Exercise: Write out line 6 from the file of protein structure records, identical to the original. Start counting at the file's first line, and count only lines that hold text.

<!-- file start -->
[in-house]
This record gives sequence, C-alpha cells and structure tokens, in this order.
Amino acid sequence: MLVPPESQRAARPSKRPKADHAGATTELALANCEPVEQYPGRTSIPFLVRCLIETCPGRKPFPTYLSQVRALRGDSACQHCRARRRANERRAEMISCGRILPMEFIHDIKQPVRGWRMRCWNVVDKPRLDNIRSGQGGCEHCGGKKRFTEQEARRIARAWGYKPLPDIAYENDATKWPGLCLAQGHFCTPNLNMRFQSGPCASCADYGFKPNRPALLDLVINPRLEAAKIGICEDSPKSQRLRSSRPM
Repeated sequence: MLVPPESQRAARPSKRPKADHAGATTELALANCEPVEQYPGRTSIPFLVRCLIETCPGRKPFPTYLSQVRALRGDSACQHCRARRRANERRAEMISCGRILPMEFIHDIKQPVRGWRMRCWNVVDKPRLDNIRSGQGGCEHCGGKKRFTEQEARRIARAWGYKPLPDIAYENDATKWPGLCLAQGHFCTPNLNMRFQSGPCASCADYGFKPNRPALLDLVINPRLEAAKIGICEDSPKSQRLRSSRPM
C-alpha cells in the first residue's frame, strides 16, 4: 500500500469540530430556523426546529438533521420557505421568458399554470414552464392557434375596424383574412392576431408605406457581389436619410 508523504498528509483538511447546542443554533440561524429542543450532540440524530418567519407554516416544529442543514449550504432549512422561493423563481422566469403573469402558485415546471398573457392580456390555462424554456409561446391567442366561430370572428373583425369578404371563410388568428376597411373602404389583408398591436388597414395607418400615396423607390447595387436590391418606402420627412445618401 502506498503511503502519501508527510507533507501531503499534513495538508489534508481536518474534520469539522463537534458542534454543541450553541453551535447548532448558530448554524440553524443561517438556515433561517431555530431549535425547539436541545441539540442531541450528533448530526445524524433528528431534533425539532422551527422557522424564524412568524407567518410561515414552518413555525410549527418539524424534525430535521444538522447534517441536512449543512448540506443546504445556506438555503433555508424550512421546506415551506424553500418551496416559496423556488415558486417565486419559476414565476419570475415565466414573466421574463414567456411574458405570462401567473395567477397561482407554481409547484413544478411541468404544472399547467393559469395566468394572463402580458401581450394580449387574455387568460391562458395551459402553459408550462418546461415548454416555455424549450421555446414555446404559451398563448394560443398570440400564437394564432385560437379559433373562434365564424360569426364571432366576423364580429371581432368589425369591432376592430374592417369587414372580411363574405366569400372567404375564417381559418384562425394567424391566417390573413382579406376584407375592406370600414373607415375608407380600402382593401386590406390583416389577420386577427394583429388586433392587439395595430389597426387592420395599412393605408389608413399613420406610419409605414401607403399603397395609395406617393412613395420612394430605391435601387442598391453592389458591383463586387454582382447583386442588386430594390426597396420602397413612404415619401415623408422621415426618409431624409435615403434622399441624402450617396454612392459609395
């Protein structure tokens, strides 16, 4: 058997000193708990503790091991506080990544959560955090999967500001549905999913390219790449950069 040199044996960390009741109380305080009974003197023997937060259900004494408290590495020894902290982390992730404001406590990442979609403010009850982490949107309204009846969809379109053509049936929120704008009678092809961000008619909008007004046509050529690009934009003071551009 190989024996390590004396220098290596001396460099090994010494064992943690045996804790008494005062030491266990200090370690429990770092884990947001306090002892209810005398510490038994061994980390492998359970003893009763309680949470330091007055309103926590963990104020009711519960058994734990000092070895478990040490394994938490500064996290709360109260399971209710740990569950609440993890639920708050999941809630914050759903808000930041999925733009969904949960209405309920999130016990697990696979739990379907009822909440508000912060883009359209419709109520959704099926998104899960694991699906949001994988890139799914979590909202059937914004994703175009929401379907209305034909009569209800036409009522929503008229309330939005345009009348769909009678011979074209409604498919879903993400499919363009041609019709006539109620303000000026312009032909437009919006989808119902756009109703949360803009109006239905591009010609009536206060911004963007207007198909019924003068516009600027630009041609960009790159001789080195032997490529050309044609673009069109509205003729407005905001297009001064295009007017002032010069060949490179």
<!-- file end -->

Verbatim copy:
């Protein structure tokens, strides 16, 4: 058997000193708990503790091991506080990544959560955090999967500001549905999913390219790449950069 040199044996960390009741109380305080009974003197023997937060259900004494408290590495020894902290982390992730404001406590990442979609403010009850982490949107309204009846969809379109053509049936929120704008009678092809961000008619909008007004046509050529690009934009003071551009 190989024996390590004396220098290596001396460099090994010494064992943690045996804790008494005062030491266990200090370690429990770092884990947001306090002892209810005398510490038994061994980390492998359970003893009763309680949470330091007055309103926590963990104020009711519960058994734990000092070895478990040490394994938490500064996290709360109260399971209710740990569950609440993890639920708050999941809630914050759903808000930041999925733009969904949960209405309920999130016990697990696979739990379907009822909440508000912060883009359209419709109520959704099926998104899960694991699906949001994988890139799914979590909202059937914004994703175009929401379907209305034909009569209800036409009522929503008229309330939005345009009348769909009678011979074209409604498919879903993400499919363009041609019709006539109620303000000026312009032909437009919006989808119902756009109703949360803009109006239905591009010609009536206060911004963007207007198909019924003068516009600027630009041609960009790159001789080195032997490529050309044609673009069109509205003729407005905001297009001064295009007017002032010069060949490179």